|Album||The Glass/Nails EP|
|Genre||Post Metal/Post-rock, Experimental, Ambient|
Amazing. Another fairly young band, in a foreign land, totally killing it. I’m actually getting sick of liking this much music. At some point I’m sure I’ll have the cathartic pleasure to review a bad endeavor for PostRockStar, but this isn’t it.
When I think of Greece, I think of ancient art, progressive thought, beautiful scenery and Dionysian delight. Oh, and Aphrodite’s Child. Athenian post-rockers we.own.the.sky have quite a bit in common with those notions. What they do is beautiful for certain, and some of it is quite progressive, which justifies the mention of a late 60’s early 70’s obscure rock band that I happen to love. I also happen to be ecstatic over this EP
“The Glass/Nails EP” was recorded over about 10 days in May of 2012. It seems like before that the 5-headed beast of we.own.the.sky was too busy gigging it’s ass off and packing houses in a place that isn’t exactly booming economically. Don’t gloss over that mention of five people, because it’s important. There are no keyboards on this album that I can detect. In fact, I can’t find any pure electronics at all, which is interesting for a band that presumably lifted their name from an M83 song. Wait…does that mean…three guitar players? Oh yes, it does. That means they can produce more layers then an onion. However, this attribute is used very wisely and mostly to thicken the sound, as opposed to drowning the listener in meandering. Tasteful and tactful describe the arrangements here.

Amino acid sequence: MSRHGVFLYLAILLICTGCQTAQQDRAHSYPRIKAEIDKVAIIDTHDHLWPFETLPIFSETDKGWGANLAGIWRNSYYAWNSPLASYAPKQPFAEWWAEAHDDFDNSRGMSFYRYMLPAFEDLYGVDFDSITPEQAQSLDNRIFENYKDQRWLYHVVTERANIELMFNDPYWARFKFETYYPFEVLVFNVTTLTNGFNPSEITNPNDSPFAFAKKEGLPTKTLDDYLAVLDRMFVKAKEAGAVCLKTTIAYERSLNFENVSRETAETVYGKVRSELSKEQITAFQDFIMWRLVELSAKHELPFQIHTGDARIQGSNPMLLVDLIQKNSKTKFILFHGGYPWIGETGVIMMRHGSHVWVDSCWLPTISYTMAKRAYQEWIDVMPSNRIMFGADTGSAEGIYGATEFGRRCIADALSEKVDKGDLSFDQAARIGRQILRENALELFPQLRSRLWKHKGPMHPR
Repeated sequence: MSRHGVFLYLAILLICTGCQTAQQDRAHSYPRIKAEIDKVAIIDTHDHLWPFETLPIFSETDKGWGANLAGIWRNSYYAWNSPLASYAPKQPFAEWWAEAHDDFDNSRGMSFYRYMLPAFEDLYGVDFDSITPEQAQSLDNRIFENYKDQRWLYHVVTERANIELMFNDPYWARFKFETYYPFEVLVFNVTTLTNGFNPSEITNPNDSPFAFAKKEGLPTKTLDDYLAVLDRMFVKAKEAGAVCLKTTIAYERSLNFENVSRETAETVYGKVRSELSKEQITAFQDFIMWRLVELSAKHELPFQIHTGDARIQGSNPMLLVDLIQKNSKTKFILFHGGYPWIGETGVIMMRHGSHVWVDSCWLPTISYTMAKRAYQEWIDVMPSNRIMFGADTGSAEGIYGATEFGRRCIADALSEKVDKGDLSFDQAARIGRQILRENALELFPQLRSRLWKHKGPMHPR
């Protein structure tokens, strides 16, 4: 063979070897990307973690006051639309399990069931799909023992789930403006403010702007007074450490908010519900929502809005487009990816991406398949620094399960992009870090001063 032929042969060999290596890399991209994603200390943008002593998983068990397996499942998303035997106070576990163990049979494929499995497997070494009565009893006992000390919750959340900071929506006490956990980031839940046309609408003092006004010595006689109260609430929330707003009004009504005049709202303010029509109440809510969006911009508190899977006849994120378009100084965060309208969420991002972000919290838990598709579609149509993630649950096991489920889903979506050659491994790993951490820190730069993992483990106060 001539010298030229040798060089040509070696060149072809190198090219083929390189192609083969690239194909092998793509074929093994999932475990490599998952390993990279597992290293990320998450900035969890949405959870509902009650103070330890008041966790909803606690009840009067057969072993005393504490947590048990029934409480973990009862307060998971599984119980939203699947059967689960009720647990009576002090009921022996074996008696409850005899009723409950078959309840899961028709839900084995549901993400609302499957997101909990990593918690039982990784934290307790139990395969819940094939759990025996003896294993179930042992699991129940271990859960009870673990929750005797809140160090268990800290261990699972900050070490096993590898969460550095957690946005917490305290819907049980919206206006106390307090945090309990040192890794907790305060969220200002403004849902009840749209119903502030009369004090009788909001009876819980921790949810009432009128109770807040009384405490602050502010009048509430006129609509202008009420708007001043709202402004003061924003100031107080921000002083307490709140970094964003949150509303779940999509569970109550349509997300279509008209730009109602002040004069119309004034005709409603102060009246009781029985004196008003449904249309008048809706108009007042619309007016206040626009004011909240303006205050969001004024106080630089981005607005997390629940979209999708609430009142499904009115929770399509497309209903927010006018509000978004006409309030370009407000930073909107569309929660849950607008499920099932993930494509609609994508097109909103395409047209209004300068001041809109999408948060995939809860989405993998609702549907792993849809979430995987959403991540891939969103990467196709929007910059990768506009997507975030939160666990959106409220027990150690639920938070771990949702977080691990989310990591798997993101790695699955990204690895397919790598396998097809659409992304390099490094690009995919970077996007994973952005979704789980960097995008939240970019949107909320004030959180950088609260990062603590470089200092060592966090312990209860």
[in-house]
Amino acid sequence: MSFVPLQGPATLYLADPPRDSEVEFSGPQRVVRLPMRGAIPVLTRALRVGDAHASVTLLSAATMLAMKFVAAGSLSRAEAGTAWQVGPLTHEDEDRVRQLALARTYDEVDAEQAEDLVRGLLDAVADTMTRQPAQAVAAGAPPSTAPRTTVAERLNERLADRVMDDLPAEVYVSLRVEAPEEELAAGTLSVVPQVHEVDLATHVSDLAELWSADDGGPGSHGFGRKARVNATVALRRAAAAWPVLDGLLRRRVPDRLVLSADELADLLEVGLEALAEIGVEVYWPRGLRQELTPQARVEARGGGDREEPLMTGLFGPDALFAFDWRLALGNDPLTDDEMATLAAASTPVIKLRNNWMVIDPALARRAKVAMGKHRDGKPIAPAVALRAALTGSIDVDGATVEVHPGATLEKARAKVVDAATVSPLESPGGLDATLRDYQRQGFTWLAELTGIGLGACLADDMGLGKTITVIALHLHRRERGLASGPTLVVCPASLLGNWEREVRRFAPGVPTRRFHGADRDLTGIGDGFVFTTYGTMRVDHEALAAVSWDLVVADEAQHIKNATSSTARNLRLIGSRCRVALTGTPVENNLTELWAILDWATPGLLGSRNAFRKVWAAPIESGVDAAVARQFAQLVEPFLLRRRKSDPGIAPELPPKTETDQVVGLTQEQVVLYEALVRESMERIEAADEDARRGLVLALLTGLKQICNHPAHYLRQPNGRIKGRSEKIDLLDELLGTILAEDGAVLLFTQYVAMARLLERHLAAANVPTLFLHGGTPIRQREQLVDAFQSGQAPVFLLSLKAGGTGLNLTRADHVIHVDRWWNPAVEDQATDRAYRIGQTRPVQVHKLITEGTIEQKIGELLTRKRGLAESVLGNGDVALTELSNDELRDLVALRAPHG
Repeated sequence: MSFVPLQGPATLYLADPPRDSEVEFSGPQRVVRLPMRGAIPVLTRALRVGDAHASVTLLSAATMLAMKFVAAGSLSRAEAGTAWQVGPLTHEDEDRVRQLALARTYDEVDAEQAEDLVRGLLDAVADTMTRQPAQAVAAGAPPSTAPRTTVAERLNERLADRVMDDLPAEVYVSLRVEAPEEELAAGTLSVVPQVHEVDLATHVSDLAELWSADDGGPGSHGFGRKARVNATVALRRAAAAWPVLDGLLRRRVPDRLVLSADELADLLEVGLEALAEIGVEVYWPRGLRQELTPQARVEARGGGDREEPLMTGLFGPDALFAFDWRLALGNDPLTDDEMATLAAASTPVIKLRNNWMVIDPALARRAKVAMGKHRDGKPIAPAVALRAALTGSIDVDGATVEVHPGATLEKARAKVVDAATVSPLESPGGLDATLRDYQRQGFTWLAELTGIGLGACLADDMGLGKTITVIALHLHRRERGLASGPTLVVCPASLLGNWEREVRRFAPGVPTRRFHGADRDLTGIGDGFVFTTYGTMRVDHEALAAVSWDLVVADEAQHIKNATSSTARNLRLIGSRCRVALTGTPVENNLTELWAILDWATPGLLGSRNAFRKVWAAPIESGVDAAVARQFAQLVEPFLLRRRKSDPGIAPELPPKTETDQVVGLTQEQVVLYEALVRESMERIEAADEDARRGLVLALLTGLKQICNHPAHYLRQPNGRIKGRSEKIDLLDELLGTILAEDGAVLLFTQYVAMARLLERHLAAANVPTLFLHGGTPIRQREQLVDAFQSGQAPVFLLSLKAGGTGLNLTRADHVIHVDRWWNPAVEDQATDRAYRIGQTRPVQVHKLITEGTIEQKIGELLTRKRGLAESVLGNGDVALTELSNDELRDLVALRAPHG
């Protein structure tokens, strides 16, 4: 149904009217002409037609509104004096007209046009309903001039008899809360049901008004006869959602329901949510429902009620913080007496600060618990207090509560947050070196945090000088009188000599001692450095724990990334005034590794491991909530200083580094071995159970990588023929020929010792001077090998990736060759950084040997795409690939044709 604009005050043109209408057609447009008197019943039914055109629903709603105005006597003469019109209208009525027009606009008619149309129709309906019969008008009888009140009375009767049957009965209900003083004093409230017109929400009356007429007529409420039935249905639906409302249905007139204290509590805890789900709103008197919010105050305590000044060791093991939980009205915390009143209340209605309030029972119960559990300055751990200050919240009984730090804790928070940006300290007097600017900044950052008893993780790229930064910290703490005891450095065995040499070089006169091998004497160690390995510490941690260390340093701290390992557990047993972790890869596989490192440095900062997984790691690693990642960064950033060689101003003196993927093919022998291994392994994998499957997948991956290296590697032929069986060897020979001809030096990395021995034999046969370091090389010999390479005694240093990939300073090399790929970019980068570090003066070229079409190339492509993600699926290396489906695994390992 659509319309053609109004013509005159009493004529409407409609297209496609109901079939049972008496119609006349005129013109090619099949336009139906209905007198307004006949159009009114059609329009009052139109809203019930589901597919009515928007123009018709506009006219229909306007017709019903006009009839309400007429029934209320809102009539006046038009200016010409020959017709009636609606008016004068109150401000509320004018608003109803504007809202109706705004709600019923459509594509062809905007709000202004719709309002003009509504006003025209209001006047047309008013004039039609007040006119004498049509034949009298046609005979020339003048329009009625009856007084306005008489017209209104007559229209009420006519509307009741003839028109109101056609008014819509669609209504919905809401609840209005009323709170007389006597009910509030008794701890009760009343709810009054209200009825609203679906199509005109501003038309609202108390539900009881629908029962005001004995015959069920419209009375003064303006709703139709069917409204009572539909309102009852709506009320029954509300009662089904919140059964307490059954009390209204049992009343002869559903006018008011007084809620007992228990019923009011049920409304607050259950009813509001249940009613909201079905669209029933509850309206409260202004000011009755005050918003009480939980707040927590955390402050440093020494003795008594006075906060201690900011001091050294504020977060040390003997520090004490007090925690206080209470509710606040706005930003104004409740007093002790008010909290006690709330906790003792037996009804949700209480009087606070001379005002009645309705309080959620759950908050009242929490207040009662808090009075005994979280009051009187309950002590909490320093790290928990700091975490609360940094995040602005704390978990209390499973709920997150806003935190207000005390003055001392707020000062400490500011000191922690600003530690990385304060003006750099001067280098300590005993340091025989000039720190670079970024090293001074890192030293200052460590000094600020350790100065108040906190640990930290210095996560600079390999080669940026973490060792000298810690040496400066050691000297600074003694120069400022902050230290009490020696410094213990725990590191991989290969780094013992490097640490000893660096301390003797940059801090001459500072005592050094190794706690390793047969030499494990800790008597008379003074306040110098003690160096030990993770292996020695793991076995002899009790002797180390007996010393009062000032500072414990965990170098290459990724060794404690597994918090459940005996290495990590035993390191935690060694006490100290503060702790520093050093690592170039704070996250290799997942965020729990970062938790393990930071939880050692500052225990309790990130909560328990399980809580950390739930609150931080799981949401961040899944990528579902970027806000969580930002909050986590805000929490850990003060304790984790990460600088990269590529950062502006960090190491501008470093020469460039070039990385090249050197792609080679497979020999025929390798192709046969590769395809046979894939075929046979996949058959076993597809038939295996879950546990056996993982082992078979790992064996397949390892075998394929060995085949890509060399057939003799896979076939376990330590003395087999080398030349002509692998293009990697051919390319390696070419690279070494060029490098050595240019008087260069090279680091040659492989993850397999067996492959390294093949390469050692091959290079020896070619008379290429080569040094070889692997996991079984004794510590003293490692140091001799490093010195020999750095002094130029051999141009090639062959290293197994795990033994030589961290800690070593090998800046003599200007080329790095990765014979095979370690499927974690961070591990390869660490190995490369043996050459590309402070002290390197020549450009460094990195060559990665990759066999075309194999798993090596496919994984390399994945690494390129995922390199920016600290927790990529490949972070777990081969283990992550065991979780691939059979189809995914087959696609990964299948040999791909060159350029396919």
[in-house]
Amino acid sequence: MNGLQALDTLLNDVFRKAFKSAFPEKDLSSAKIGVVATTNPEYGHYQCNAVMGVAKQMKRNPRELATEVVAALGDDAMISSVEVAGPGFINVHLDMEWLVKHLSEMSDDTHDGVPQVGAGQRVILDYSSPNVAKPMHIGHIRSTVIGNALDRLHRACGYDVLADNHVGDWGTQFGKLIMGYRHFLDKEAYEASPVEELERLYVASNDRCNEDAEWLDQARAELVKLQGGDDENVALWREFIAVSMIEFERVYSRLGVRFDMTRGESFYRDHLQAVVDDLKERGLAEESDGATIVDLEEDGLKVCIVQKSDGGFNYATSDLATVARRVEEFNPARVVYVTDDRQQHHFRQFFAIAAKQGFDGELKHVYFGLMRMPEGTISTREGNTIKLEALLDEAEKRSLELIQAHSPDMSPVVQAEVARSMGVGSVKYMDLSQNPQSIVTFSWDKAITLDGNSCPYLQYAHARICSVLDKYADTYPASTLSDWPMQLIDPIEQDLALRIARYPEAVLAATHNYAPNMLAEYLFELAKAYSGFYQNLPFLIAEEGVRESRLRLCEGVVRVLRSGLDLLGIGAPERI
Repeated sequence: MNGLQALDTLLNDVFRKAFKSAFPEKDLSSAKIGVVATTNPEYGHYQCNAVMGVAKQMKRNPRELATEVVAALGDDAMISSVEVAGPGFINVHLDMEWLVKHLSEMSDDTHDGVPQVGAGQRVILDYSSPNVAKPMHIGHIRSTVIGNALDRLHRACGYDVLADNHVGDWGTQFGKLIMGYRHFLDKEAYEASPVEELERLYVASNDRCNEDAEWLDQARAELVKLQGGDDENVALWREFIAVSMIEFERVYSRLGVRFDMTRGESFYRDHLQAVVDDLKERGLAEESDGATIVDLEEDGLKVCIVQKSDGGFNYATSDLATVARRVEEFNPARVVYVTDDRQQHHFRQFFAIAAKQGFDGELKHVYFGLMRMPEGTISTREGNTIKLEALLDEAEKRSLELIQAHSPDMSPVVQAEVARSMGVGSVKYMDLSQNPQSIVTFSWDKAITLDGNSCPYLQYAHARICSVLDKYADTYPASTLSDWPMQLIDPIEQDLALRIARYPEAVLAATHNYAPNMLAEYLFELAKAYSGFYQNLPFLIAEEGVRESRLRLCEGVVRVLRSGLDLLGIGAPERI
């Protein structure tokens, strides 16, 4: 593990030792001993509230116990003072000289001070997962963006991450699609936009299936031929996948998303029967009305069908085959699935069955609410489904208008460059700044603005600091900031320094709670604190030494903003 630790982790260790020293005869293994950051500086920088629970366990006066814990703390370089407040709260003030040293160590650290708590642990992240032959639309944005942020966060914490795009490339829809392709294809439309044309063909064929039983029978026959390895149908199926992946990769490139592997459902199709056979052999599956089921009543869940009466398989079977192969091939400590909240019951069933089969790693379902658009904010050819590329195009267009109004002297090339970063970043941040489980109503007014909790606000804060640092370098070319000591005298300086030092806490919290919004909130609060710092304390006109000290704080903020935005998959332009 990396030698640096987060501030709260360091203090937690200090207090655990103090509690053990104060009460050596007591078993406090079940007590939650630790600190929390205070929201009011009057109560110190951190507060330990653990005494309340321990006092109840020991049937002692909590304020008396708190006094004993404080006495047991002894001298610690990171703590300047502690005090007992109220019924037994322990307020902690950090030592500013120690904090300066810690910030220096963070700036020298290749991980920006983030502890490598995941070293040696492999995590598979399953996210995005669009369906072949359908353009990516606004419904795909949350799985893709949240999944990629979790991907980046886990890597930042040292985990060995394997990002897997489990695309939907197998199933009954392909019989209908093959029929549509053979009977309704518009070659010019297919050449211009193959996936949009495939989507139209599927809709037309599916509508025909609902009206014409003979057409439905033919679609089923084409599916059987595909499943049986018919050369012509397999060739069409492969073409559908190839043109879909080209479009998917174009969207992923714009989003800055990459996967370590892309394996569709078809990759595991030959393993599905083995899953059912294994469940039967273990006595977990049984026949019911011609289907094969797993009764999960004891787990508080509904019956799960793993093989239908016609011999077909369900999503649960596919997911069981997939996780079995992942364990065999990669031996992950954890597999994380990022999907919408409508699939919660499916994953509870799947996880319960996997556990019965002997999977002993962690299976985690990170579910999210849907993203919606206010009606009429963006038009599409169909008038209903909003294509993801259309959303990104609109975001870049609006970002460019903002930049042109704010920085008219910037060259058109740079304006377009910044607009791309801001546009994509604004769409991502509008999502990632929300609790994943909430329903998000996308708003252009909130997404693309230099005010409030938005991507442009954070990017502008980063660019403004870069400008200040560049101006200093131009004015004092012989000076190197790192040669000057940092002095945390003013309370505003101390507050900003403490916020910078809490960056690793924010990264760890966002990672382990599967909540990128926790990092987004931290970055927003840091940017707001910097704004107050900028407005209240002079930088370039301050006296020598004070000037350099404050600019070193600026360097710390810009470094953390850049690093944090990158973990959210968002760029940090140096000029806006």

Here exists a great blend of the heavy and sweet. When the song calls for it, these guys can definitely shake some ground, but it’s all for the better of the structure. “Blue 88” illustrates this perfectly, and also makes a bit of a sociopolitical point via spoken word sample. It’s an impressive piece, both musically, and in terms of intent, especially since most post-rock bands don’t get very political, or in this case, humanist, via song. The message is straight ahead without being overwrought, which I appreciate.
The opus of this EP is the three song “A Stain of Ink” cycle. While all the songs on “The Glass/Nails EP” flow together seamlessly, these three are more thematically linked. From deft building of tension in “Part I,” we are given a chance to breathe with a slow and well embellished Pink Floyd-ian groove, before being delivered to a grandiose reprise of theme in “Part II.” “Part III” offers another chance to take in the smooth and slinky delay riddled landscape, ascending to a plateau of melodic wizardry, before hammering us home and leaving us in want of more.
Sonically, this EP is put together excellently. The mix is superb and the guitar tones are strong and fluent. The stereo spectrum is used fully by the instrumentation. At times instruments are swept and panned to affect the mood. Drums pound when needed, and cymbals shimmer vibrantly all around. The bass is solid and tight. I cannot find fault with the production.
Here’s where the Dionysian delight comes in again. This effort should be way more on the radar then it is. Great music by a group of hard working and intelligent musicians living in possibly the most economically slumped country in the first world. I can’t imagine a better execution for these pieces of music. Being into the kinds of music we review and support here, and not listening to this album is tantamount to passive masochism. Indulge and be rewarded.